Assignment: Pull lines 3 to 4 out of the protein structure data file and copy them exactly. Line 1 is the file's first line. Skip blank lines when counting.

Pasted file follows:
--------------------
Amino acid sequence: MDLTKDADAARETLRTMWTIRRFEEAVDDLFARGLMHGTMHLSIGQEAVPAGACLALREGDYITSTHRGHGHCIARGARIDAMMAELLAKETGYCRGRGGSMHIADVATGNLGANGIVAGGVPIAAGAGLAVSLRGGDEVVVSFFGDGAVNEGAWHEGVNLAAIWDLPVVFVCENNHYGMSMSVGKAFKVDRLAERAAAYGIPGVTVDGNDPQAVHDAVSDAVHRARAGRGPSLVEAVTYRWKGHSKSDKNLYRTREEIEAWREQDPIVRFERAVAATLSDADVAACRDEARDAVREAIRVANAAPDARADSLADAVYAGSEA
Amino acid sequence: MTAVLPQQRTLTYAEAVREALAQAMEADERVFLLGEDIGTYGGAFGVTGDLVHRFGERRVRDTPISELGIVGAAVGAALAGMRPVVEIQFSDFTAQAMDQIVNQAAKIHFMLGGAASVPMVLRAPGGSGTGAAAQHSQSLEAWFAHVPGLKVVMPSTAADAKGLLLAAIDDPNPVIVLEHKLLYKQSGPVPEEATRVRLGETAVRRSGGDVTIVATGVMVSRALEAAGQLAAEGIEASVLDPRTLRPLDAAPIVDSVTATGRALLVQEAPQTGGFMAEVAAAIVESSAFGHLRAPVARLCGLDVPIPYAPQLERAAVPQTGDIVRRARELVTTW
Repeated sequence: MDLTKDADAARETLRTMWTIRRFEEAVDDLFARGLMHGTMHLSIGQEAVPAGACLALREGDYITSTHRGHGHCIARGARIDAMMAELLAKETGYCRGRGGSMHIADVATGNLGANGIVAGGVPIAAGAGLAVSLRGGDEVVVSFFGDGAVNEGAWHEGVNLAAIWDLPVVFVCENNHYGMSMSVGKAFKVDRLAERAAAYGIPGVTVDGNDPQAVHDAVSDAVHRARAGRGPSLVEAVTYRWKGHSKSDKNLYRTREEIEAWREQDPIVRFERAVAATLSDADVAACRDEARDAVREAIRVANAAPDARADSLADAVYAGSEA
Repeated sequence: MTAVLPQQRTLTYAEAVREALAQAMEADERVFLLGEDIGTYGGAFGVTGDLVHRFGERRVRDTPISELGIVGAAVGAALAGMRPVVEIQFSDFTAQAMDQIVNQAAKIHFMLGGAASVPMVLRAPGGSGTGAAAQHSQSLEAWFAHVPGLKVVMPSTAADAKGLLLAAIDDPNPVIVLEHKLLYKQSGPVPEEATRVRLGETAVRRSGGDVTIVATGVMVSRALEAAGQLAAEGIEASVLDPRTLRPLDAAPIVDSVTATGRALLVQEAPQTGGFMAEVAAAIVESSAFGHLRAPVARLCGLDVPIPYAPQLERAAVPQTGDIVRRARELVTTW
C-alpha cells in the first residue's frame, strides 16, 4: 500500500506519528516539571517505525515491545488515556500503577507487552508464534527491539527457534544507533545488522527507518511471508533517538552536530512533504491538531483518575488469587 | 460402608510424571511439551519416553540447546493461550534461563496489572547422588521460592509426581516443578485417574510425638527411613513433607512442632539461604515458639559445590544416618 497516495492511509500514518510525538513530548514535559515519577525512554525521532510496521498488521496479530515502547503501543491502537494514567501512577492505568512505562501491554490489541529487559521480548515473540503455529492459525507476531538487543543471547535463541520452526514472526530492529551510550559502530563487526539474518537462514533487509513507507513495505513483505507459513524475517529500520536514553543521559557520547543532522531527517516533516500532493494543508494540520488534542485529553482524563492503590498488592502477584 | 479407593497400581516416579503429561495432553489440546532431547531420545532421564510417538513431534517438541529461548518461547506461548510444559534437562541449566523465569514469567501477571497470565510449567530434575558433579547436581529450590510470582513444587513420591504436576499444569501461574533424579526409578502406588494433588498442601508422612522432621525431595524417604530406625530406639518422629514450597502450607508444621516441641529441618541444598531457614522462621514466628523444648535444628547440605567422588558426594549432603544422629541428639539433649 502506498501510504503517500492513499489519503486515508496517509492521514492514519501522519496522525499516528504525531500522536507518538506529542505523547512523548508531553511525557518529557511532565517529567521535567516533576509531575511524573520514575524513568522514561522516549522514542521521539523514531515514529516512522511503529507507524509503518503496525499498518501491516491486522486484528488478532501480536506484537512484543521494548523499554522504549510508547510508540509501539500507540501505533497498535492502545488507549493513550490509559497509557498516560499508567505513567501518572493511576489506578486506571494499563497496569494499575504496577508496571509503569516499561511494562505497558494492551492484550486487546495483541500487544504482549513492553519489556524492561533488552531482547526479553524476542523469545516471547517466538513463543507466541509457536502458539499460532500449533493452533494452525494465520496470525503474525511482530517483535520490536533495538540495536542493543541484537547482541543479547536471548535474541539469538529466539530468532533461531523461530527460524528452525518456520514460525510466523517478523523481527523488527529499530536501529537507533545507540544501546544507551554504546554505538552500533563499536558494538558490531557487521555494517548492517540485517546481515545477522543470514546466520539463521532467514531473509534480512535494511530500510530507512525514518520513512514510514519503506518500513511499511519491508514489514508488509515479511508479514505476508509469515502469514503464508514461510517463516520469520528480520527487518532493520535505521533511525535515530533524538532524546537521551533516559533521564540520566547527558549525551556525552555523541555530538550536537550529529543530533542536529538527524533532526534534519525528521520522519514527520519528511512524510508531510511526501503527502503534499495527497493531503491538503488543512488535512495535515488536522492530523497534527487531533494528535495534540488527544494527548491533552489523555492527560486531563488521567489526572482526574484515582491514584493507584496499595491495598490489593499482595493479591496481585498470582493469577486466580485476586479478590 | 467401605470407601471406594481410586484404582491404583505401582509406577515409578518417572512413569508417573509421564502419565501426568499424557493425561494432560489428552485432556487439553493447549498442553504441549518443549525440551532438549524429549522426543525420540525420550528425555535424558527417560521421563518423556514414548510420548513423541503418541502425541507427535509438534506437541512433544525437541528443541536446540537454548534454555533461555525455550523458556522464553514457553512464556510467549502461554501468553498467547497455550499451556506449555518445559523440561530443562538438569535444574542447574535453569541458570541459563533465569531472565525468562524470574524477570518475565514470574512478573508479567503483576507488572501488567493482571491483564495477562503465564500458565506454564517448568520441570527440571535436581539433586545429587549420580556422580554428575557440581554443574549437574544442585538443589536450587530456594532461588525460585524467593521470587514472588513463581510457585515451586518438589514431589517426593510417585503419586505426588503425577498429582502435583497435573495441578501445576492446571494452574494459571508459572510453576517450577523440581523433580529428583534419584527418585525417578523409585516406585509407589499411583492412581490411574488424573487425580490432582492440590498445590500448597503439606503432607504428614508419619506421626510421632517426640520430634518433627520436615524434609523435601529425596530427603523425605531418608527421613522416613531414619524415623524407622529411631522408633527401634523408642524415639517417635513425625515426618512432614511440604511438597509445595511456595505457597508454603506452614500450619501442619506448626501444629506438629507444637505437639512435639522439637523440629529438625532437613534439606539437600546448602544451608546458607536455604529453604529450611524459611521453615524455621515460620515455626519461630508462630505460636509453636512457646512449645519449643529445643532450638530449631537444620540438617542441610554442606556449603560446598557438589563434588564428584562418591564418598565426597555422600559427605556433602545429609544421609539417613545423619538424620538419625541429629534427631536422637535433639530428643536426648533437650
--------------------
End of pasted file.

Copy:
Repeated sequence: MDLTKDADAARETLRTMWTIRRFEEAVDDLFARGLMHGTMHLSIGQEAVPAGACLALREGDYITSTHRGHGHCIARGARIDAMMAELLAKETGYCRGRGGSMHIADVATGNLGANGIVAGGVPIAAGAGLAVSLRGGDEVVVSFFGDGAVNEGAWHEGVNLAAIWDLPVVFVCENNHYGMSMSVGKAFKVDRLAERAAAYGIPGVTVDGNDPQAVHDAVSDAVHRARAGRGPSLVEAVTYRWKGHSKSDKNLYRTREEIEAWREQDPIVRFERAVAATLSDADVAACRDEARDAVREAIRVANAAPDARADSLADAVYAGSEA
Repeated sequence: MTAVLPQQRTLTYAEAVREALAQAMEADERVFLLGEDIGTYGGAFGVTGDLVHRFGERRVRDTPISELGIVGAAVGAALAGMRPVVEIQFSDFTAQAMDQIVNQAAKIHFMLGGAASVPMVLRAPGGSGTGAAAQHSQSLEAWFAHVPGLKVVMPSTAADAKGLLLAAIDDPNPVIVLEHKLLYKQSGPVPEEATRVRLGETAVRRSGGDVTIVATGVMVSRALEAAGQLAAEGIEASVLDPRTLRPLDAAPIVDSVTATGRALLVQEAPQTGGFMAEVAAAIVESSAFGHLRAPVARLCGLDVPIPYAPQLERAAVPQTGDIVRRARELVTTW